The new arrangement has not pleased Filaret, who lost his position as head of the church he created. In May, Filaret declared that in his opinion the UOC (KP) had not been abolished, and he remained its Patriarch. He refused to sign the OCU’s charter at a meeting of its Synod, claiming somewhat bizarrely that, ‘The Synod (…) was aimed at the destruction of the Kyiv Patriarchate. Now there is an influence on our primate of these pro-Moscow forces that have entered. And their task is to destroy the Kyiv Patriarchate.’ Patriarch Bartholomew of Constantinople, however, refused to back down, pointedly declaring that, ‘Filaret is no longer Kyiv Patriarch, but a former Kyiv Metropolitan.’

In response, Filaret has now gone one step further. On 14 June, he sent out messages to bishops inviting them to a Council of the supposedly abolished UOC (KP). The Council met yesterday. It announced that the UOC (KP) still exists, that Filaret is its Patriarch, and that it retains the rights to all its property. Unsurprisingly, the OCU has stated that it doesn’t recognize Filaret’s Council or its results. According to one source, on Monday the OCU will formally declare that Filaret and his supporters have split from the Church, albeit saying that, ‘it’s not a schism, it’s just separation of a specific group that supports the opinion of Patriarch Filaret’.

How many people will follow the Patriarch remains to be seen. His Council yesterday does not appear to have been well attended. Most senior clerics seem to be loyal to the OCU. Nevertheless, the new split can only harm the legitimacy of the OCU, and it makes it much harder for the OCU to claim that it is the one true Ukrainian church and that people should leave the OUC (MP) to join it.

Once again, religious doctrine appears nowhere in the disputes. Instead, the warring parties trade nationalist rhetoric, each portraying themselves as the true defenders of the Ukrainian nation. One article published with the headline ‘Only Patriarch Filaret will protect Ukrainian faithful in diaspora’ commented that the creation of the OCU had sold Ukraine out to the Greeks (i.e. Constantinople). By contrast, ‘Patriarch Filaret is almost the only leader in the Ukrainian Church who still believes that it must be independent and serve interests of Ukraine.’ Against this, supporters of the OCU accuse Filaret of playing into the hands of Moscow. As one Ukrainian religious scholar puts it, ‘It’s hard to say directly that this is exclusively the influence of the FSB, or some Russian intelligence services. But the fact that Holy Patriarch Filaret’s ambitions are being successfully warmed up is hard to deny.’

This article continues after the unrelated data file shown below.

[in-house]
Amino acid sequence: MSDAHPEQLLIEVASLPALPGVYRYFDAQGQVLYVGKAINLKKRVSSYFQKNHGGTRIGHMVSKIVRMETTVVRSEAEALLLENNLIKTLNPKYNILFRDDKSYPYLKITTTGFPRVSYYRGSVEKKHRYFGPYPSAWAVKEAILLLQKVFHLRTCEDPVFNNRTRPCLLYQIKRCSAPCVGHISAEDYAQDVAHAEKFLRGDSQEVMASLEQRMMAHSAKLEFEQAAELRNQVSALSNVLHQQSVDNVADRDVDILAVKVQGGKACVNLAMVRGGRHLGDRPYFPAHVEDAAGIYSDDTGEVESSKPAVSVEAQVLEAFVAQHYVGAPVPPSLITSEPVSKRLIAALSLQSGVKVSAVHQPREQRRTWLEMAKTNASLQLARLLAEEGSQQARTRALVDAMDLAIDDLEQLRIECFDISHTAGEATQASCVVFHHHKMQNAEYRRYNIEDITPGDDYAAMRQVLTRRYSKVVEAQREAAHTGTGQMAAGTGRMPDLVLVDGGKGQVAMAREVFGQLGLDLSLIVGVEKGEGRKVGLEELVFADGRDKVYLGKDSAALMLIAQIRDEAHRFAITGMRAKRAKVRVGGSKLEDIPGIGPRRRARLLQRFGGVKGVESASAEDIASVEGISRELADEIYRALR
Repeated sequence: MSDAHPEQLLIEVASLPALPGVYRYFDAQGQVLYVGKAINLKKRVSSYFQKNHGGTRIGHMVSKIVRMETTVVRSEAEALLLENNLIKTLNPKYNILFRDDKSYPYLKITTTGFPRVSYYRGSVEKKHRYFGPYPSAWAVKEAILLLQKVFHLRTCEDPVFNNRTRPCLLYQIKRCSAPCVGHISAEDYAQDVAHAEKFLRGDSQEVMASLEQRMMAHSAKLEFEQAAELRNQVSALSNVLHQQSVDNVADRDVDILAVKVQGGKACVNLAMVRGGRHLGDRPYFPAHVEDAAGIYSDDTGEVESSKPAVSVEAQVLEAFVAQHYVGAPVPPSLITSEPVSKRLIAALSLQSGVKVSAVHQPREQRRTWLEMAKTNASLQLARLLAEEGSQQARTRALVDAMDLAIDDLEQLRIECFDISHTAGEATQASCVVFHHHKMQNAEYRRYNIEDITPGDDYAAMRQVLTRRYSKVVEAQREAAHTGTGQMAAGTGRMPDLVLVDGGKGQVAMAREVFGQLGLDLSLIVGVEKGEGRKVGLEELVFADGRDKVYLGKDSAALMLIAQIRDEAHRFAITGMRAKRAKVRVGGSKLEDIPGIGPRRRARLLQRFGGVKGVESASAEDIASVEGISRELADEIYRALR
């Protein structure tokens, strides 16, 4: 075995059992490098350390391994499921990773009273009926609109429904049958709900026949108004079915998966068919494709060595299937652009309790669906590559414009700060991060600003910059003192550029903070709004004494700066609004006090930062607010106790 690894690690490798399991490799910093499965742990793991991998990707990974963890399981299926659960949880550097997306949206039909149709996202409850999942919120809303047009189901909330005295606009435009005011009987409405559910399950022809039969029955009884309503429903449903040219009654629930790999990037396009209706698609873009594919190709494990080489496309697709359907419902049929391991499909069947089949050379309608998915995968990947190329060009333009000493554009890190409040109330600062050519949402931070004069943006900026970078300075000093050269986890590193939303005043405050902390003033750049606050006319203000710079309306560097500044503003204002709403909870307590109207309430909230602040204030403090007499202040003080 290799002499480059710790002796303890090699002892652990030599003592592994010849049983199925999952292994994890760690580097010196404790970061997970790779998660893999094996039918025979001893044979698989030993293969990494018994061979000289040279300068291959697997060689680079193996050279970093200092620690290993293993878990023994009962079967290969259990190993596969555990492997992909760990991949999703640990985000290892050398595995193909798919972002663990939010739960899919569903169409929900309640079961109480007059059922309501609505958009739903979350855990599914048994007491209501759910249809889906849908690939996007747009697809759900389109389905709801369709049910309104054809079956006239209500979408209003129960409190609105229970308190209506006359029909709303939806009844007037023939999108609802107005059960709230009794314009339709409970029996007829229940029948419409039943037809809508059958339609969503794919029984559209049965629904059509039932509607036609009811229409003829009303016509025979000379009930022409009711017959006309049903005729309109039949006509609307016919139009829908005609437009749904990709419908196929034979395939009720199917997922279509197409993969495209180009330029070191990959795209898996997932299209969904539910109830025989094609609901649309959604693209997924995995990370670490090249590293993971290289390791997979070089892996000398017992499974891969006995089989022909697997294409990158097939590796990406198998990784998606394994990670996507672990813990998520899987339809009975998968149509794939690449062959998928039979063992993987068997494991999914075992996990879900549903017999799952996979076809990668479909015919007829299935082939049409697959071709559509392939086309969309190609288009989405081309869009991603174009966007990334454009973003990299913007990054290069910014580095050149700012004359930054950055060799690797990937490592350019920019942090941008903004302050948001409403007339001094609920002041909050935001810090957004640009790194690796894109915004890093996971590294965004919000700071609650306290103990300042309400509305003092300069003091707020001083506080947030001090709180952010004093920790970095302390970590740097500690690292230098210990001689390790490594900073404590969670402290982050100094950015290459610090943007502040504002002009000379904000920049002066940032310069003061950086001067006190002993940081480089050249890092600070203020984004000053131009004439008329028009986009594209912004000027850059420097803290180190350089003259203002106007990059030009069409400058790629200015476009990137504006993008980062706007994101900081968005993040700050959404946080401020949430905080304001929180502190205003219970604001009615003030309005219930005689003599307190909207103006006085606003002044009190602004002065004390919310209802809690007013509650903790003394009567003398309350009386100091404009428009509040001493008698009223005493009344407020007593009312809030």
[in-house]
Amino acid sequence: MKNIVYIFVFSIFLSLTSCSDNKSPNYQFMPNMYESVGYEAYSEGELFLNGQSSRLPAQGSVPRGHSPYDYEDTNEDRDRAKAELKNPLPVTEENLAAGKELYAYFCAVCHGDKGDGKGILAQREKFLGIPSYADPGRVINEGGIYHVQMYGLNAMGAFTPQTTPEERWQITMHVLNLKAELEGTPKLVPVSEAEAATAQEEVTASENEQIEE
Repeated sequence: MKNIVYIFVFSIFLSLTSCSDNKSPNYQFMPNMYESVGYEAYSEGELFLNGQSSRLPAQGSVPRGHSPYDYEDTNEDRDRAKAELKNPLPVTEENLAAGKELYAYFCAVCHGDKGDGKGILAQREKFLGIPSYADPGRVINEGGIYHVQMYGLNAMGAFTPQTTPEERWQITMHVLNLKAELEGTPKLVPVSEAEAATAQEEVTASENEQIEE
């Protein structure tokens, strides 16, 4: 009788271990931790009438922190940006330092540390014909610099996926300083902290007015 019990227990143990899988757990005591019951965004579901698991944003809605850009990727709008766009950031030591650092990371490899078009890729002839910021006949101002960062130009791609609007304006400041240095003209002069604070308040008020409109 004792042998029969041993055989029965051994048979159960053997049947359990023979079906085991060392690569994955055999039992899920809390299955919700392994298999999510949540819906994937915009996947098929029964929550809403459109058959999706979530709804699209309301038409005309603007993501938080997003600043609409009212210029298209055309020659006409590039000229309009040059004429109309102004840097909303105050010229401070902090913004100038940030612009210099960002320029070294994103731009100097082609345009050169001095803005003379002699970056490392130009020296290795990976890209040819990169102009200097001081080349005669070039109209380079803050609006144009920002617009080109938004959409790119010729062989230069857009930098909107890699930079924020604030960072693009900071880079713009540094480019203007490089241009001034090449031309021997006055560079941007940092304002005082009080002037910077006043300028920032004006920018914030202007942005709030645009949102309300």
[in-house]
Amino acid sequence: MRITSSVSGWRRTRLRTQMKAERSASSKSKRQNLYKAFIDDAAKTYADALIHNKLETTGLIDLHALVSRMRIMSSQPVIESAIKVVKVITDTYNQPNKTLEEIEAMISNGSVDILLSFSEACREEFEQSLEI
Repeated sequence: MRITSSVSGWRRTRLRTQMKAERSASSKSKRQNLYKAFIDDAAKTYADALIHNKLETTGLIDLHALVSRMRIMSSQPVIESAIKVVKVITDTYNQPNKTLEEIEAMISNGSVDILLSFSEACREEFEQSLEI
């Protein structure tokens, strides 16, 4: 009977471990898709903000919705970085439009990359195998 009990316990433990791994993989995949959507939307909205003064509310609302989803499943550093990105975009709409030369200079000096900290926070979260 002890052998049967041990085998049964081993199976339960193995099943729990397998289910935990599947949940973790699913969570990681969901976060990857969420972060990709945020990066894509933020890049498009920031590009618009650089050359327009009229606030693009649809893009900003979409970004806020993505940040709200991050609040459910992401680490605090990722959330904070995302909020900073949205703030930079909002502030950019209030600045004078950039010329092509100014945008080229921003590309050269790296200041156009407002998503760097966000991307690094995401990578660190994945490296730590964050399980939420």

In the mid-19th century, the Slavophile theologian Alexei Khomiakov wrote an influential tome entitled ‘The Church is One’. He stressed the value of sobornost’, a sort of spirit of voluntary collectivism which results in decision making by consensus and agreement by all to respect the decisions taken. Sobornost’ seems to be rather lacking at the moment. And as the clerical battle heats up, God seems to have been forgotten. The OCU was from the start a political not a religious project. It’s hardly surprising that it’s floundering. There is, I think, I lesson there for religious and political leaders everywhere.

Book review: the lands in between

I’m told that the famous British journalist Bernard Levin was once fired from his job as a theatre critic after he failed to write about the play he’d been told to review but instead filed an article detailing the walk he’d taken after he left the play half way through. It was Levin’s way of saying how terrible the play had been.

I’m tempted to take the same approach with Mitchell Orenstein’s book The Lands in Between: Russia vs the West and the New Politics of Hybrid War, recently published by Oxford University Press (OUP). Is it really worth giving it attention it doesn’t deserve? It would be much more entertaining to tell you instead about my outing last Friday to Sergiev Posad. But I promised OUP that I would review it (though after this one, I doubt that they’ll send me any more books to read!). So I shall. If nothing else, it will serve to demonstrate what sort of stuff is now being propagated by serious publishing houses and how exactly the architects of the ‘New Cold War’ go about spreading fear among the general population.


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Bookstore politics

When in Russia, I like to take a look at the shelves of the politics section in major bookstores, in order to get some flavour of what politically-interested Russians are reading. The assumption is that what’s on sale reflects what people buy, and that what people buy tells us something about political preferences. It’s perhaps not the most sophisticated method of assessing educated opinion, but I find it interesting nonetheless.

On Sunday, therefore, I popped into the big bookstore in the Singer building on Nevsky Prospekt in St Petersburg, and took a look at what what was on the shelves of the politics section there. This photo shows the main finding:


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Today, I was at the St Petersburg International Economic Forum, where I made a few contacts, looked around the stands (the busiest of which seemed to be that of Kalashnikov), and learnt among other things that St Petersburg is hosting four games in the UEFA Euro championship next year. The very nature of such occasions tends to be positive, as they’re attended by people wanting to do business with one another. Despite all the talk of Russia’s isolation, people of many nationalities were present. And despite the somewhat stagnating nature of the Russian economy, there was a lot of money on display, which contrasted rather with the poorer living conditions of ordinary people which my students and I saw on an outing later in the evening.


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Travelling again

Apologies for the prolonged lack of posts on this blog. In part, this is due to lack of inspiration; mostly, though, it’s due to the burden of my teaching responsibilities, first preparing a bunch of students for a trip to Russia, and then going to Russia with them. We’re now in Moscow. With luck, I’ll find a moment to share some impressions.

Here I am at the top of the Federation Tower last night, where I took part in a very Russian dinner, with an hour+ of toasts and speeches.